From Brentano’s phenomenology to Heidegger’s Ontology

17 Jun

Among Brentano’s contributions, in addition to the intentionality of consciousness, which is awareness of something or the object, is what some authors (Boris, 1994) call Philosophy of the Present, where the here and now is the only possible experience, breaking with the idea of ​​empiricism that an experiment is only scientific if it can be repeated, and also breaks with the viewer’s neutrality, as he is part of the experiment, which makes him a hermeneutic.

From the intent of his master Brentano, Edmund Husserl (1859-1938) will retain the aspect of the experience of “being aware of something”, but will modify the empirical phenomenology, to make it transcendental, not in the still spiritual sense, but of cognitive experiences , will leave aside the empirical view, for that of an immanent objectivity.

Husserl states in Ideias da Fenomenologia (1986) that: “The experiences of knowledge have, this belongs to its essence, an intent, they aim at something, they report in one way or another to an objectivity”, thereby abandoning the idea of ​​the empirical of the Mestre Brentano, and takes up the concept of immanent objectivity as a revision of the Aristotelian and Thomist concepts, as “essence”.

In his work of maturity The crisis of European sciences Husserl makes the concept of transcendence more alive, within his Lebenswelt (World of Life), the transcendent “the transcendent is the outside world” while the transcendental “is the inner world” of consciousness (HUSSERL, 2008, p. 18), but this dichotomy between outer and inner world will make existentialist philosophers avoid the term consciousness.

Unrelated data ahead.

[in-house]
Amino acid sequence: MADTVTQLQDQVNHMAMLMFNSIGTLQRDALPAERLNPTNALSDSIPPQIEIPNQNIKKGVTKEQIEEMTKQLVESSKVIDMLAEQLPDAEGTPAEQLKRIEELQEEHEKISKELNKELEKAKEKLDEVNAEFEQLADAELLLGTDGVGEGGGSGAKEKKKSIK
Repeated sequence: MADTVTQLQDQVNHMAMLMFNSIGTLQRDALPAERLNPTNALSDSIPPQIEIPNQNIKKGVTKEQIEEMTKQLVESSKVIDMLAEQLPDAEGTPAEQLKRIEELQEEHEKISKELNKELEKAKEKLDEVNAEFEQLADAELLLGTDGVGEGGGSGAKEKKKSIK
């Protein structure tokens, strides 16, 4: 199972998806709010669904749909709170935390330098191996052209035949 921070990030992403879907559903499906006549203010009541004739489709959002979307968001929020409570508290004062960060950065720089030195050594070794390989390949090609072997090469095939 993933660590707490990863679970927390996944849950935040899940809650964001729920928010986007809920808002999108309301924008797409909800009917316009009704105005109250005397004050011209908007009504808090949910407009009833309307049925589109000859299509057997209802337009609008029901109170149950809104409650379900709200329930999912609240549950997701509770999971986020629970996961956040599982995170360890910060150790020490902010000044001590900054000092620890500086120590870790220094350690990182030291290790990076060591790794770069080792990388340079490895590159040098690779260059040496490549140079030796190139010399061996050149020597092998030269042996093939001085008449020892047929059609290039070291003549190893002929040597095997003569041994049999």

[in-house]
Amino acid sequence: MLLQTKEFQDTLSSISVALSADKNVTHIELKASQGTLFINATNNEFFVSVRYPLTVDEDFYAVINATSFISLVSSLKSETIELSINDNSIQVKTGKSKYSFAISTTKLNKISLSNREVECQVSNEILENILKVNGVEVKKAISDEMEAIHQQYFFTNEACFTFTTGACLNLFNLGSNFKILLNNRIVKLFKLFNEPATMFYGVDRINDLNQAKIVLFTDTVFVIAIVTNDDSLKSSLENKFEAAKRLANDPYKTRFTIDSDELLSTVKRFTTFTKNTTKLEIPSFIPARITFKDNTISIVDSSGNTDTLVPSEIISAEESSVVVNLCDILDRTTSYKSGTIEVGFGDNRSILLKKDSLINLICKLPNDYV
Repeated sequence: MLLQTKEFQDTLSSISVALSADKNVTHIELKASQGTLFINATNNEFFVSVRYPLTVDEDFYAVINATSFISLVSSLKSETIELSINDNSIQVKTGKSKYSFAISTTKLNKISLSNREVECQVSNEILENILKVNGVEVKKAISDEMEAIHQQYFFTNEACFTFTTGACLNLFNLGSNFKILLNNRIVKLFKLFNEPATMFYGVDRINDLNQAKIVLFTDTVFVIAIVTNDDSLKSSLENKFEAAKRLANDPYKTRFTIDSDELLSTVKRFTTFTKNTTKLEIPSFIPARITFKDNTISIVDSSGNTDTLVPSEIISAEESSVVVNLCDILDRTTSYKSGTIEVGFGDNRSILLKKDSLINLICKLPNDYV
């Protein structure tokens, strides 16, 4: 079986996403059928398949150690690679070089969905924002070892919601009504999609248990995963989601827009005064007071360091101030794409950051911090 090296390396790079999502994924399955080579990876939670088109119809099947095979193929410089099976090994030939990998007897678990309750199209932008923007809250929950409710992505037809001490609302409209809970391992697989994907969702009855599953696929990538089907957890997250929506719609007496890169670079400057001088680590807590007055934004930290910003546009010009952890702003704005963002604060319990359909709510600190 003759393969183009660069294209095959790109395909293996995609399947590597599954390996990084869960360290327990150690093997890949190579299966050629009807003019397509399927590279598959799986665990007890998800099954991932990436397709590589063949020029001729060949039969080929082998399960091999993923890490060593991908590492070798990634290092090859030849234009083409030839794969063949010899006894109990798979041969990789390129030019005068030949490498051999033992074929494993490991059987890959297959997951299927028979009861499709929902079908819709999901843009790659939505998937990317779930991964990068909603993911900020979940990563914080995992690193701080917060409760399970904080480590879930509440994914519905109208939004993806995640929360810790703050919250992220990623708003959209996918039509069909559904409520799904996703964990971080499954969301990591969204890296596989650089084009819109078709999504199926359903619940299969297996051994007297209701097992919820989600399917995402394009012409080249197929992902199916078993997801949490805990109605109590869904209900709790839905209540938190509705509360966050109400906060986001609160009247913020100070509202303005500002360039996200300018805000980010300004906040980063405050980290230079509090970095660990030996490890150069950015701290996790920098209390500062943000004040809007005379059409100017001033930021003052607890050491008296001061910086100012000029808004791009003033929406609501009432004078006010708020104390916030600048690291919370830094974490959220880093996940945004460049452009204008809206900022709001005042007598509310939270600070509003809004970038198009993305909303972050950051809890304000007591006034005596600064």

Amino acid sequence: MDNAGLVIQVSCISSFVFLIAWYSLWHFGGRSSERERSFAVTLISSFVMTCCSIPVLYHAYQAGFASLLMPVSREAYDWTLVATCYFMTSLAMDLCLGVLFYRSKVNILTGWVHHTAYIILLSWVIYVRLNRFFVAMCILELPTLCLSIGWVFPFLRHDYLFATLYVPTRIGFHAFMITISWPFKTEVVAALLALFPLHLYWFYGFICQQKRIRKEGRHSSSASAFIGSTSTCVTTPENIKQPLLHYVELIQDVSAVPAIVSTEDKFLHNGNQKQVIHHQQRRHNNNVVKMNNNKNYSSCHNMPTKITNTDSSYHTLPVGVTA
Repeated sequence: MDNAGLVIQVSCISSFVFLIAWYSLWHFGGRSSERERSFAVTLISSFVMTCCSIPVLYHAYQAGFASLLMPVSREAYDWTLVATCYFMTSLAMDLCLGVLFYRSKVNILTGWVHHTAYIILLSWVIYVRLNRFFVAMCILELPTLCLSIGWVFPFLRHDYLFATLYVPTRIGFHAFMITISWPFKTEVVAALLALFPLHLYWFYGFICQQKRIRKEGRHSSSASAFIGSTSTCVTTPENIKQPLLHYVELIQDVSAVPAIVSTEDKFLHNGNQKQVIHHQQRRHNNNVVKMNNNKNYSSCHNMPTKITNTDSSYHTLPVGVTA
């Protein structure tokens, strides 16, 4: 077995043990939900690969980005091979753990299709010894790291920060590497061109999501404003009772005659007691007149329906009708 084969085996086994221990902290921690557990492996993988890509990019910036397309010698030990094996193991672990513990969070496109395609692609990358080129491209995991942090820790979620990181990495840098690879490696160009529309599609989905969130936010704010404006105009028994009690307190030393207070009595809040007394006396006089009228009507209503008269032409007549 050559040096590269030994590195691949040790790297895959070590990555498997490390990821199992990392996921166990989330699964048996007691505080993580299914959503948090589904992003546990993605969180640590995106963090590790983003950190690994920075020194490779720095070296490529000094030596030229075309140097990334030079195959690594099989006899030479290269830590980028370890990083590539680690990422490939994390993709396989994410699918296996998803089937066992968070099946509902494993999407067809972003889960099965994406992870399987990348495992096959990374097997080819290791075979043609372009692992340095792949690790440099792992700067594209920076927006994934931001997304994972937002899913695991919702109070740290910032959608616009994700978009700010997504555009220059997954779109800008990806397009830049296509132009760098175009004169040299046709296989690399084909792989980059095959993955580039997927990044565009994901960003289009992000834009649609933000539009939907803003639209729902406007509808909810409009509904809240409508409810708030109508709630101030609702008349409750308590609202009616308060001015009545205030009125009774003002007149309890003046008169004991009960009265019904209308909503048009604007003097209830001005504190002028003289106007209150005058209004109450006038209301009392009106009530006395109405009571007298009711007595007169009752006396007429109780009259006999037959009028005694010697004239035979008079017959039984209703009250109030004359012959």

Heidegger (1989) Husserl’s pupil was the first to avoid it, since the relationship between man and world has always been pursued by phenomenologists in order to overcome the idealistic phantasm of the subject-object relationship, the intentional and descriptive analysis of consciousness defined the essential relationships of mental acts and the external world, although Husserl matured the issue of phenomenological reduction.

Martin Heidegger (1889-1976), via Husserl as an intellectualist and Cartesian, abandons the terms conscience and intentionality, central to Husserl’s transcendental phenomenology, in the work The Being and Time (1927), not approved by Husserl, the student overcomes the concept awareness and proposes the concept of Dasein, inaugurating the existential phenomenology.

Human “finitude”, temporality and historicity (being in time) will be fundamental in Dasein’s Heideggerian analysis, a theory based on the “destruction” of the subject-object split


BORIS, G. D. J. B. (1993) Noções básicas de fenomenologia. Insight. Psicoterapia (São Paulo). v. 46, pp. 19-25, novembro.

Heidegger, M. (1989) Ser e tempo (Vols. 1-2). Petrópolis, RJ: Vozes.

HUSSERL, E. (2008) A crise da humanidade europeia e a filosofia. Porto Alegre; EDIPUCRS.






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